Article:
From May 10-12, a project was launched in Morogoro (Tanzania) to determine the prevalence of harmful vegetable contaminants in Tanzania.
For the first time ever, researchers will collect quantitative data on pesticide residues, heavy metals, human diseases, and plant pathogens on samples of tomato and eggplant being sold in markets and from farmers’ fields.
Significant anecdotal evidence suggests that contamination with inappropriate doses and types of pesticides is widespread. Farm and market visits are planned to determine which pests and pathogens are plaguing farmers fields and leading to the misuse of pesticides.
Based on these findings targeted control interventions will be developed and disseminated that rely on improved cultural and IPM practices.
Field visits will show where dirty water or municipal waste is being used to combat drought and fertility problems but instead are causing poisoning of vegetables with heavy metals, while visits to the markets will point where dirty water for washing and poor sanitation practices of vendors are directly leading to contamination of vegetables with human diseases.
Transfer of human diseases from vegetables is becoming of critical importance now that more vegetables are being eaten raw.
Fen Beed, IITA Pathologist, stated that “this innovative project will benefit from several strategic partnerships and will provide information to drive awareness campaigns of the need to produce and sell vegetables using methods that safeguard consumer safety”.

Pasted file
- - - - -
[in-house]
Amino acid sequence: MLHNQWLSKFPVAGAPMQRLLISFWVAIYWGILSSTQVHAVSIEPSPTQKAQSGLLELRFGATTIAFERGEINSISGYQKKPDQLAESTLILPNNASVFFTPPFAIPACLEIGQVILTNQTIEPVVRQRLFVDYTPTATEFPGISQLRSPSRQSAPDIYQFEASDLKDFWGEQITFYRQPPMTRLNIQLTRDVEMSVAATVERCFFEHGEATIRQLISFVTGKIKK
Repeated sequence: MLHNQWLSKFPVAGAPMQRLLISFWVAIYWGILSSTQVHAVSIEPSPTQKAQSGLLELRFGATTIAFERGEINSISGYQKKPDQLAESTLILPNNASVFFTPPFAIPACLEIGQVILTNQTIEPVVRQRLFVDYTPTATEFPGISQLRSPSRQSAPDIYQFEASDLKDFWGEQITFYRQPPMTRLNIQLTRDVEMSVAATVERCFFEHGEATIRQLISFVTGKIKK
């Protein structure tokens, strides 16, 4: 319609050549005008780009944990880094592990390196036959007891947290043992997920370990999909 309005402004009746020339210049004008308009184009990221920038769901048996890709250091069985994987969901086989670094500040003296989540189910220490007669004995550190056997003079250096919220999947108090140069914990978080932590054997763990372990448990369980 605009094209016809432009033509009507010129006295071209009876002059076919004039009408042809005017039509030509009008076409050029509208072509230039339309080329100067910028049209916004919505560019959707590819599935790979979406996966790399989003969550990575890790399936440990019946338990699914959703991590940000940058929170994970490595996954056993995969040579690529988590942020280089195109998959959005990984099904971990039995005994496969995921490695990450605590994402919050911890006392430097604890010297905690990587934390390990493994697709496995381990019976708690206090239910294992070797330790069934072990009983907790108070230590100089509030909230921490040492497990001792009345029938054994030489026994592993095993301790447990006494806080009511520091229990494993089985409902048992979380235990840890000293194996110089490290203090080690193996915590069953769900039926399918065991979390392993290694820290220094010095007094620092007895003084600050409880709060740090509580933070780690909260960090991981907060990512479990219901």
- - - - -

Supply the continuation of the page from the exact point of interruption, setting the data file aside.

Profit will drive the acceptance of recommended control interventions and this domain will be characterised by a thorough value chain analysis of vegetables and consumption patterns in rural and urban households. These baseline studies will also characterize rice production systems in order to identify mechanisms to intensify production of vegetables through integration with rice-based systems.
This unique project is funded by the USAID under the Africa Rising project of the Feed the Future initiative in Tanzania. It is being led by the World Vegetable Centre and supported by IITA, Tropical Pesticides Research Institute, Ministry of Agriculture Food Security and Cooperatives; Crop Research, Sokoine University of Agriculture, The Ohio State University and the Africa Rice Centre.
The Africa RISING program comprises three linked research-for-development projects, funded by the USAID Feed the Future Initiative, and aiming to sustainably intensify mixed farming systems in West Africa (Southern Mali and Northern Ghana), the Ethiopian Highlands and East and Southern Africa (Tanzania, Zambia and Malawi).
To produce some short-term outputs and to support the longer term objectives of the projects, in 2012 Africa RISING funded several small, short-term projects in each of the regions. More information.